What sets you apart from the other artists/illustrators? I love to draw, I love music and I enjoy making beautiful things. I guess I can switch styles easily, especially for commercial work. You can always expect something different.

It’s very interesting the work flow that u captured, where do your inspirations come about? My inspirations come from almost anything: the everyday conversations with family, friends and even strangers to our beautiful nature, music and our culture. It’s interesting to see what directions and perspectives I can derive from the society.

Is there anything you don’t enjoy drawing? And why? Hmm. That’s a good question. Probably not something overly cute. I imagine that’d be no fun. I’m not sure if there’s anything I don’t like to draw. I’ll let you know if I run across it.


What’s the secret to be able to make a living as an illustrator? Making the right friends in high school. The sort who will make a company for you to work at! Well, that’s true, but really just working hard. Getting yourself out there.

Your illustration, does it happen to be a part of yourself? Like maybe a character of your inner reflection? Yeah, definitely. I created an alter ego of myself in the form of a metamorphic creature to connect and relate to my audience. This creature is very much like me in the real world, constantly changing and trying to find my own distinct existence.

What are your future plans? I hope to get more projects involving more of my personal art pieces, and eventually venture overseas. Travelling and meeting other artists will fill my creative mind. I guess it’s important for an artist to be inspired.

Lastly, any advice to fellow newbie? Keep practicing and never be afraid to explore! One fine day you will be able to find your own distinct voice in the creative scene. It’s this passion in us that drives us on in this industry for many years to come.



#1 By default when you resize an object, the stroke weight remains the same. At times, you may wish to scale the stroke weight with proportion to the shape. This can be achieved by turning on Scaling Strokes & Effects. Double click to open up the options and make sure Scale Strokes & Effects is checked. When you use the Scale Tool to scale, the strokes will scale together.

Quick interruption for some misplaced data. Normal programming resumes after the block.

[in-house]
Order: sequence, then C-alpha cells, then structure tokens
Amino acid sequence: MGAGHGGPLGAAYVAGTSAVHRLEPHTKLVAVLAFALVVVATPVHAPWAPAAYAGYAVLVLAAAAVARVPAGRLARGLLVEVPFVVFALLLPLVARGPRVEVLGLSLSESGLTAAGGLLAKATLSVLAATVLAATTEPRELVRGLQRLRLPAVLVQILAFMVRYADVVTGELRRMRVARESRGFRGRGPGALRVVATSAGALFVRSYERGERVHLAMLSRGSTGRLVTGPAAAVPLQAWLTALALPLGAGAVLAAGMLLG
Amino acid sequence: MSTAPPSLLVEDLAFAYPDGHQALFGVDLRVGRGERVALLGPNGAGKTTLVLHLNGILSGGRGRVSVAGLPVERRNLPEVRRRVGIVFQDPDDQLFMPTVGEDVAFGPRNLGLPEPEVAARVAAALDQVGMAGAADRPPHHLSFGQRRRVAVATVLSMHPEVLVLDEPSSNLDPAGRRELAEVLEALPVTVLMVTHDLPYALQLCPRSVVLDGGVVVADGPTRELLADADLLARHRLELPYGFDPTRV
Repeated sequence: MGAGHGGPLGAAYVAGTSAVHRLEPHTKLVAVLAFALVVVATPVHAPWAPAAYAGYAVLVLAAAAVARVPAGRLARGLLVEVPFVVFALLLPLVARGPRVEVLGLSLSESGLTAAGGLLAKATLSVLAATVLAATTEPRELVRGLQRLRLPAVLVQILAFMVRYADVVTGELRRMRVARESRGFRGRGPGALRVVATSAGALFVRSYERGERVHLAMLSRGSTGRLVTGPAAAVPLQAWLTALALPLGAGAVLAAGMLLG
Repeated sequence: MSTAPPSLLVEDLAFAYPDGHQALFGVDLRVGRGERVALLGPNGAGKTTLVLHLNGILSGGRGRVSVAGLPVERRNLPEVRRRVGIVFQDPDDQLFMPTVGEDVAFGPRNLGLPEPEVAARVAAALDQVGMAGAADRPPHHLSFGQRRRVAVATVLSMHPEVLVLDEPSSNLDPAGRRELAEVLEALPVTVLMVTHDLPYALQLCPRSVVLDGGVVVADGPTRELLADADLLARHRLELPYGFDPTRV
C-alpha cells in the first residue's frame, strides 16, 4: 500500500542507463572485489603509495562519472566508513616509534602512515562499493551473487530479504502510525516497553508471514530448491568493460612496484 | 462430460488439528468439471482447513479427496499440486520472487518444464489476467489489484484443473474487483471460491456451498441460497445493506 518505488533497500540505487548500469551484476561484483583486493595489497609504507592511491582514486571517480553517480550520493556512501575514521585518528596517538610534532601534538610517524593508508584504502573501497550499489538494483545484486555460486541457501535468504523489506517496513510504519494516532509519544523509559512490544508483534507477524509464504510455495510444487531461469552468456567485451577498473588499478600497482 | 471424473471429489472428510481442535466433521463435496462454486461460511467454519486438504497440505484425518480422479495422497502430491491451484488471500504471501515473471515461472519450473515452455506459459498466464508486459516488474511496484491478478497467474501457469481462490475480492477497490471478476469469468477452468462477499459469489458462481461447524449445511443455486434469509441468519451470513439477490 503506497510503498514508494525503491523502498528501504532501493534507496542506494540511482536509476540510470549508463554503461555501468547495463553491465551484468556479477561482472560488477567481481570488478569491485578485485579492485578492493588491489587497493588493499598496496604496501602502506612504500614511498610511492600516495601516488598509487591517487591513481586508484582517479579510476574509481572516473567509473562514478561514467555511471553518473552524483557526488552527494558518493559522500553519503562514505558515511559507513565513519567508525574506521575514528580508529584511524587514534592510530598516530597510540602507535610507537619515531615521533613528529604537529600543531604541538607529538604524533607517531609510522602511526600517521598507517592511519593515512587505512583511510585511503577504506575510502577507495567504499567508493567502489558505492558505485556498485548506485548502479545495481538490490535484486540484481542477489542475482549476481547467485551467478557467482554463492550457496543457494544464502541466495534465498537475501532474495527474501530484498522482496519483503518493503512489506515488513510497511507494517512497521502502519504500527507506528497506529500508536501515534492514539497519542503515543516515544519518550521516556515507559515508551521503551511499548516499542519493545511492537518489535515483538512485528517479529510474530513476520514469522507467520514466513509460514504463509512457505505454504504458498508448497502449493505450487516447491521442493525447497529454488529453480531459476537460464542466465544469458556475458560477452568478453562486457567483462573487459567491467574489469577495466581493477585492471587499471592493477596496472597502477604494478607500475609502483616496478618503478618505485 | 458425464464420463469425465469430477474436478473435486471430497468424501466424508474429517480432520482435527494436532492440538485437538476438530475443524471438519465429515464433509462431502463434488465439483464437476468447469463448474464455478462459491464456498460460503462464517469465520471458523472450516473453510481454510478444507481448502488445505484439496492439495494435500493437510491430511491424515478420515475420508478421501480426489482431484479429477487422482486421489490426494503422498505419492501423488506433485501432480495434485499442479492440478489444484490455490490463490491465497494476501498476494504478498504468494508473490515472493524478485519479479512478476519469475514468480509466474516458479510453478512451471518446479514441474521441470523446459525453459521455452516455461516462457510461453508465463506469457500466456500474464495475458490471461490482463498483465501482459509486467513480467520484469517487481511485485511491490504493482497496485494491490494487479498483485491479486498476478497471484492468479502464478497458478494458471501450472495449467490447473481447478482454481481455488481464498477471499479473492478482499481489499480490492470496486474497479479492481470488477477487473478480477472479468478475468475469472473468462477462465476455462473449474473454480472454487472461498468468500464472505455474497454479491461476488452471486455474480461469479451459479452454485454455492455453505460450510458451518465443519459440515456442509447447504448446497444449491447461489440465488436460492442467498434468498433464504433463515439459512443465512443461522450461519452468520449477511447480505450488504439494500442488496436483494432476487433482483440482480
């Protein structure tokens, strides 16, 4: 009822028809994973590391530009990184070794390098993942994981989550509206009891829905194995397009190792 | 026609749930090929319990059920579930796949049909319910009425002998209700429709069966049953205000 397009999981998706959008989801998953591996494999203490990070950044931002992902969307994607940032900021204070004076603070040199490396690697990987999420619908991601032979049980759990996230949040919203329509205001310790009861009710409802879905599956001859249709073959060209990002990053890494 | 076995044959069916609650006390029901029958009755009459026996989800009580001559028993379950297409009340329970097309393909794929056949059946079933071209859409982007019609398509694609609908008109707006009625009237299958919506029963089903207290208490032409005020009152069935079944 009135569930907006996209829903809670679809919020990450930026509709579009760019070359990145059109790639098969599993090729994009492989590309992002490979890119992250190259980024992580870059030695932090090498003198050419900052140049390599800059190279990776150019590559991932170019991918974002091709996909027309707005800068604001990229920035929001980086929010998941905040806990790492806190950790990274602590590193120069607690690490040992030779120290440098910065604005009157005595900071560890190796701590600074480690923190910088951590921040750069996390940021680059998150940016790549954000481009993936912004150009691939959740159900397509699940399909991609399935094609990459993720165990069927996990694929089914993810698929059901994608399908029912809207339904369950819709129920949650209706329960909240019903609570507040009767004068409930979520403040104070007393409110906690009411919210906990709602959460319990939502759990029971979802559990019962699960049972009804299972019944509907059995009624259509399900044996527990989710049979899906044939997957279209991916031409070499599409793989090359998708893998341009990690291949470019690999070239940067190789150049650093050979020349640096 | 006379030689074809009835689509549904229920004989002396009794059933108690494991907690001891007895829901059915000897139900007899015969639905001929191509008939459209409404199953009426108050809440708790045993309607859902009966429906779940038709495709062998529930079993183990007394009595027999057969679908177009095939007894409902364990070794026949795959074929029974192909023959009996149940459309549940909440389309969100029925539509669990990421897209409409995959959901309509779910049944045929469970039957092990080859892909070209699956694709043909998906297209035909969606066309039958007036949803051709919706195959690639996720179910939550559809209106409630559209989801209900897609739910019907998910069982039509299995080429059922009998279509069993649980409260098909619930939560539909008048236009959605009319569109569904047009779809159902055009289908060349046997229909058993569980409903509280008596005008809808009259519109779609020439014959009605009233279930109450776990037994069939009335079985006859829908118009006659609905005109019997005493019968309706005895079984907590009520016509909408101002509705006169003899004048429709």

#2 You can get interesting dotted lines with your Stroke Palette. Open up your Stroke Palette from Window>Stroke. Draw a line and select it. Enter the dash and gap value as shown. Experiment with different dash and gap values for different effects. To create a square dotted line, make sure the dash and weight is the same value. So how about circle dotted lines? Here’s the trick. Select the Round Cap and make sure dash is set to 0 pt. For gap enter a value twice the stroke weight. This will give you a nice circle dotted lines.

Bonus Tip: To expand the dotted lines, you realise

Object>Expand doesn’t work. Choose Object>Flatten Transparency to expand it. You can now fill each dots with different colors.

#3 Most people thought that the Eyedropper tool is used for picking colors or gradients in Illustrator. However, not much people knows that the eyedropper can be used for picking character styles and appearances. To do this, select the text you want to change and select the Eyedropper tool. Using the Eyedropper tool, pick the text style you want to copy from and it will set you current text to that new style. You can also set the options you want to pick by double clicking the eyedropper to display the Eyedropper options window.

Appearance - Color of the text Character Style - Font of the text Paragraph Style - Paragraph settings of the text


STATEMENT Some wise words by the guru to fellow designers:

Do it because you love it. With hard work, you will be able to find your own “voice� sooner or later. Keep yourself motivated even when times are bad. Lastly, never be afraid to explore.





fabricated inaugural publication


fabricated inaugural publication